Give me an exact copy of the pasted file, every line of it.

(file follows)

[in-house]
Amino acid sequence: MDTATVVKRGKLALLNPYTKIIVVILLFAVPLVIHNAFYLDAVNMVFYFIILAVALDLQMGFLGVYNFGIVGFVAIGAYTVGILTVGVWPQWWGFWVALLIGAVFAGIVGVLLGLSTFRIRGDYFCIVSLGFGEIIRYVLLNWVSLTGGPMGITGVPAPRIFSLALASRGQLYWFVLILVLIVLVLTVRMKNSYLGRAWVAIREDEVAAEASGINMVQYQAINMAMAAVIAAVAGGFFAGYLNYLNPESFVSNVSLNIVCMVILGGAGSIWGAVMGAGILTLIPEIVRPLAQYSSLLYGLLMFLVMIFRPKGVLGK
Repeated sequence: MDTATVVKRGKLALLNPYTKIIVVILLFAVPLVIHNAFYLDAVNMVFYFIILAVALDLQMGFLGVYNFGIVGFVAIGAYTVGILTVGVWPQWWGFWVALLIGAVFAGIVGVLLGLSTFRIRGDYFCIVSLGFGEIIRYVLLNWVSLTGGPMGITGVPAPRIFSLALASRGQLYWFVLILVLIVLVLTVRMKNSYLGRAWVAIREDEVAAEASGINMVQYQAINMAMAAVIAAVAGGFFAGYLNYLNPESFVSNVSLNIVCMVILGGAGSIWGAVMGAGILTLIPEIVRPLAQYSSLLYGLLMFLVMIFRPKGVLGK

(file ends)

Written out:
[in-house]
Amino acid sequence: MDTATVVKRGKLALLNPYTKIIVVILLFAVPLVIHNAFYLDAVNMVFYFIILAVALDLQMGFLGVYNFGIVGFVAIGAYTVGILTVGVWPQWWGFWVALLIGAVFAGIVGVLLGLSTFRIRGDYFCIVSLGFGEIIRYVLLNWVSLTGGPMGITGVPAPRIFSLALASRGQLYWFVLILVLIVLVLTVRMKNSYLGRAWVAIREDEVAAEASGINMVQYQAINMAMAAVIAAVAGGFFAGYLNYLNPESFVSNVSLNIVCMVILGGAGSIWGAVMGAGILTLIPEIVRPLAQYSSLLYGLLMFLVMIFRPKGVLGK
Repeated sequence: MDTATVVKRGKLALLNPYTKIIVVILLFAVPLVIHNAFYLDAVNMVFYFIILAVALDLQMGFLGVYNFGIVGFVAIGAYTVGILTVGVWPQWWGFWVALLIGAVFAGIVGVLLGLSTFRIRGDYFCIVSLGFGEIIRYVLLNWVSLTGGPMGITGVPAPRIFSLALASRGQLYWFVLILVLIVLVLTVRMKNSYLGRAWVAIREDEVAAEASGINMVQYQAINMAMAAVIAAVAGGFFAGYLNYLNPESFVSNVSLNIVCMVILGGAGSIWGAVMGAGILTLIPEIVRPLAQYSSLLYGLLMFLVMIFRPKGVLGK